There are advantages to living in a house that’s been divided into eight apartments. If I croak alone in my kitchen, I’m not going to lie there till mummification sets in. If I didn’t show up for a day or two, someone would definitely notice.
“We see this spiritual dissonance everywhere today—grounded in hearts made for God, yet lived out by wills ordered only to themselves. It is part of the great secularizing sickness of our times. It is part of the dread we might feel, even if we are afraid to acknowledge it. It is the fear that wakens us at night, the vision of inauthenticity, of prevarication, of a selfishness that cannot be a part of the new kingdom of heaven.”–Fr. Aelred Niespolo, OSB
The thing about complaining is generally other people don’t have the same complaints as you. They have other things–their own things–to worry about, and they’re having the graciousness not to impose them on you.
My take on the current cultural imposition of a kind of martial law as to how we’re to speak, act, and think.
Let’s not forget that another name for Satan is the Accuser. And I hope everyone’s read Koestler’s “Darkness at Noon.”
“Here’s the other thing: age. No-one tells you but after you’ve been around for six decades or so a whole thing starts to go on in your psyche, heart, brain and bones where you are constantly but constantly aware of your impending death.”
“A shaded bench marked the end of the trail. I sat there for a while, feeling my heart beat. I thought about how the adrenaline of constant texts and links and tweets and bad news, bad news, bad news, is both toxic and addictive…Does anyone even read anymore?”
From a friend today: “I think of Psalm 127, ‘Unless the Lord builds the house, its builders build in vain.’ Isn’t this the truth! Much of it, perhaps most of it we did build with Him, but there are foundational errors that need correcting.”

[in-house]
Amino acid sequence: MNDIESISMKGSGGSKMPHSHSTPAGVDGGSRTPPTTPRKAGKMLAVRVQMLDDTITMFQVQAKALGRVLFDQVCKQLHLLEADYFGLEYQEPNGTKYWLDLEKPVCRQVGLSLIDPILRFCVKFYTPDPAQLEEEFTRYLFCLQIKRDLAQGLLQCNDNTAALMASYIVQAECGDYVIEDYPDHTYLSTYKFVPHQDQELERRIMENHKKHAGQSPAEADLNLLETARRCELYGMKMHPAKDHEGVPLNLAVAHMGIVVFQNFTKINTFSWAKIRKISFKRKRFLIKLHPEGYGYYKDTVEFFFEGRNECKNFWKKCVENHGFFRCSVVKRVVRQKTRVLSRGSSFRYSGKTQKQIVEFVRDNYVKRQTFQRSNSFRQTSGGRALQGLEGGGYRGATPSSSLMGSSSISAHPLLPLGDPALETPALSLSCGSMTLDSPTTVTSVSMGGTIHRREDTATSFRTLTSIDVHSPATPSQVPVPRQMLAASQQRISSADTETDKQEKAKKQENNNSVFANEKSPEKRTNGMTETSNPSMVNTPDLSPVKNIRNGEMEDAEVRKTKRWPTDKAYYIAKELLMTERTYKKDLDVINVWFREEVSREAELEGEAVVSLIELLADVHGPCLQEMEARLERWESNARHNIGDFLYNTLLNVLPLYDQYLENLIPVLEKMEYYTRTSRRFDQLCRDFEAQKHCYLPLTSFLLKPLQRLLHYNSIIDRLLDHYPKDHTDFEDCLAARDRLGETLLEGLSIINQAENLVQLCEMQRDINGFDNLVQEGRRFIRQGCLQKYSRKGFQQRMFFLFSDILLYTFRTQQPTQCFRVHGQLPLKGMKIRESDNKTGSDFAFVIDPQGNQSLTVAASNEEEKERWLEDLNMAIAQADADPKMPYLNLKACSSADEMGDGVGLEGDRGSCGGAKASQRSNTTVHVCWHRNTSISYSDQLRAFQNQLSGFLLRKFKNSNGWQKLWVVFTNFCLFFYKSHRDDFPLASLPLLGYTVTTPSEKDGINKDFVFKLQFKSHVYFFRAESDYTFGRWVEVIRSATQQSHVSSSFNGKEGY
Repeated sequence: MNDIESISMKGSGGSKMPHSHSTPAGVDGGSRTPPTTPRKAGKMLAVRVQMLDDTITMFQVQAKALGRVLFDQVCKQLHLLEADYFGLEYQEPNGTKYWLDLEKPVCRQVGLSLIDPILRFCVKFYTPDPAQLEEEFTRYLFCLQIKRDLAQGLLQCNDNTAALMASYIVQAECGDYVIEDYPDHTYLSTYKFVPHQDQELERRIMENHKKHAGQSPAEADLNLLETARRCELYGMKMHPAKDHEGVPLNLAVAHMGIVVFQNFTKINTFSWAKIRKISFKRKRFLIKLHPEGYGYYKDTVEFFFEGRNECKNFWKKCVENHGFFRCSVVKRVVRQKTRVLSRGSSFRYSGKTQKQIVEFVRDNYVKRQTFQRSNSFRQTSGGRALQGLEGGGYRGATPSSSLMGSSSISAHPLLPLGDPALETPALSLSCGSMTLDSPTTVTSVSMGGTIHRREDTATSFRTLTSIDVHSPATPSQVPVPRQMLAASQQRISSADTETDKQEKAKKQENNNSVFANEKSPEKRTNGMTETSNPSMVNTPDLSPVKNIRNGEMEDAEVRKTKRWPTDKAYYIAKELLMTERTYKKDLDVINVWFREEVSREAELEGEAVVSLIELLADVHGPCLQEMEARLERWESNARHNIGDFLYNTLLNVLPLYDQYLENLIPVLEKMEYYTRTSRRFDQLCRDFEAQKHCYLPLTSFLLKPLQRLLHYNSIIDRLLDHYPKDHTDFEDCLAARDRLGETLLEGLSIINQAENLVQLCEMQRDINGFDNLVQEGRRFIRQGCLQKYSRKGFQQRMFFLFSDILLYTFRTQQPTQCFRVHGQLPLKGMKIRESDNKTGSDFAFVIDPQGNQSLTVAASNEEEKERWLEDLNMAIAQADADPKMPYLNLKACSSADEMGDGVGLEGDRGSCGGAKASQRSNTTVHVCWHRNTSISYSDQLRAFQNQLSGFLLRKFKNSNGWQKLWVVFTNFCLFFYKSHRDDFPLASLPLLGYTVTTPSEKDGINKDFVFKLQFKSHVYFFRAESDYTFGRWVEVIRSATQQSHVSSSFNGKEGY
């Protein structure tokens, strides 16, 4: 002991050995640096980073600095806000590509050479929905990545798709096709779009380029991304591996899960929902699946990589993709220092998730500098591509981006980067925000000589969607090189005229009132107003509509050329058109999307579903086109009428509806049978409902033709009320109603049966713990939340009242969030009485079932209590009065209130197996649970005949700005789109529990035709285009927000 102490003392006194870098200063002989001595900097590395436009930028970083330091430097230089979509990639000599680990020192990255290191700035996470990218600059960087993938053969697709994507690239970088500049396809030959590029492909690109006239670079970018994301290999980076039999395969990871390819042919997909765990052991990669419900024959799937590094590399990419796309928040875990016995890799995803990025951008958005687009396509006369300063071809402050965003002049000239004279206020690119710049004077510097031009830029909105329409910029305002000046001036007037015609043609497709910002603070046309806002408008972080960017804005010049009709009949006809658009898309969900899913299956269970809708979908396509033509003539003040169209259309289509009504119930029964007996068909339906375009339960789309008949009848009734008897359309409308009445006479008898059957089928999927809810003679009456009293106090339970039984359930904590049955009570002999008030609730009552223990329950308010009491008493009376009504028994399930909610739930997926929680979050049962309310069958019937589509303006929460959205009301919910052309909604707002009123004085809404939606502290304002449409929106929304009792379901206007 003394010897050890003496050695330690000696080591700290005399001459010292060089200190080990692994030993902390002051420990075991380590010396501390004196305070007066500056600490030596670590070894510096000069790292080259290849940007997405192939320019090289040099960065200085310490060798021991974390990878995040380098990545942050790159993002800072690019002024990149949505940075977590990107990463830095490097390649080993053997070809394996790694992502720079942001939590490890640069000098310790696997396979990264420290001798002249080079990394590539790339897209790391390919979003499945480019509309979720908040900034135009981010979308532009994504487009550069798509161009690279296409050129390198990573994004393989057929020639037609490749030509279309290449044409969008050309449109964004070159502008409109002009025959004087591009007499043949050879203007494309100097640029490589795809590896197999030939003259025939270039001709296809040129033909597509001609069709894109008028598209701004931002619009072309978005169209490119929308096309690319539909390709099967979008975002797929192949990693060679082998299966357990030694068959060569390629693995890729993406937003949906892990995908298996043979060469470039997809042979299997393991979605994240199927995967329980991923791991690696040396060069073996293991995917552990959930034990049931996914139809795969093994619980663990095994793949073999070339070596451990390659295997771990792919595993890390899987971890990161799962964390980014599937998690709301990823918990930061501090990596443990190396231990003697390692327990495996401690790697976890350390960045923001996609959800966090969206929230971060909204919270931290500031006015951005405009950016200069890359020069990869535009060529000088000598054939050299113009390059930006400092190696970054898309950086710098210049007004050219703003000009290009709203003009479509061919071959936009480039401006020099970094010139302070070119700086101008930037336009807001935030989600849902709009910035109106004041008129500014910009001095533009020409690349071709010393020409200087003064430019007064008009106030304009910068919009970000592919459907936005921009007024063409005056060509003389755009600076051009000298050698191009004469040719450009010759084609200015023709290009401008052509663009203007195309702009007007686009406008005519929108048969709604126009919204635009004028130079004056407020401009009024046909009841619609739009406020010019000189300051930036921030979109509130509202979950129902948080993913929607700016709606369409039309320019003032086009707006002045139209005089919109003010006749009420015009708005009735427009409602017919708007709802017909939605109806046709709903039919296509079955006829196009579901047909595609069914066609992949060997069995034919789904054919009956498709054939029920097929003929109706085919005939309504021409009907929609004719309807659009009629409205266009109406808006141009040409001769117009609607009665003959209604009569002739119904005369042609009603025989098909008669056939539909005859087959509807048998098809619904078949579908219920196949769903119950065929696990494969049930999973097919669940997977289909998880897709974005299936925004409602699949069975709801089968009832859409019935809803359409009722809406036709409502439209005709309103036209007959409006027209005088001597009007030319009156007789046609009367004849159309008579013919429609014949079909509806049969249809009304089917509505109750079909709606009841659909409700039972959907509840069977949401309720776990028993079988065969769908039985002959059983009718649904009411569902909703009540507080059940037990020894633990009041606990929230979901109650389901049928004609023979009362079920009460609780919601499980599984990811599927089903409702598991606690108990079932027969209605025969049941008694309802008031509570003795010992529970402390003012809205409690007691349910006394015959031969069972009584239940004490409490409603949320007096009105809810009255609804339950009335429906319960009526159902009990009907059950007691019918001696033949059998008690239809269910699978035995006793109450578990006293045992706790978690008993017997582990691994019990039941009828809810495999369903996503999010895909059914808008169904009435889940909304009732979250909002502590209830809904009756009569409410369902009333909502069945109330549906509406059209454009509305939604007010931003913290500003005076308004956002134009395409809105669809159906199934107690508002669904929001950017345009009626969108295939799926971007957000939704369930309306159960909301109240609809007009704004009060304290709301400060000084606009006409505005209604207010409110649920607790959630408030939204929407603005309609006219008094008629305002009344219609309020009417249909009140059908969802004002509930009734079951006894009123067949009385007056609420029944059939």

Catholicism for me is van Gogh saying, “I love my studio in the same way that a sailor loves his ship.” It’s Maria Callas saying, “I prepare myself for rehearsals the way I would for marriage”…
“[M]ost of the want and suffering we see in our world today originates not from earth’s inability to provide but from our own inability to share….It is because so many of us consume far beyond our needs that a great many of us are left with almost nothing.”
From award-winning geobiologist Hope Moore’s “The Story of More: How We Got to Climate Change and Where to Go From Here.”
Santa Monica’s ROSEGALLERY is currently featuring a thought-provoking online exhibition called “This Seems A Home.” “Where does it come from, this longing for home?” we’re invited to consider.
Join the Portsmouth Institute’s Virtual Summer Conference on Saturday, June 20. The Conference takes as its theme “Incline the Ear of Thy Heart: Rediscovering the Virtues and Practices of the Christian Life.” I’ll be speaking on the subject of “Pilgrimage.”
“Every few years, a memoir comes along that revitalizes the form, that takes us by the hand and leads us into the dream world of our collective past from which we emerge more wholly ourselves. With generous, precise, and unsentimental prose, Monica Wood brilliantly achieves this, bringing back to life the rural paper mill town of not only her youth but America’s, too”….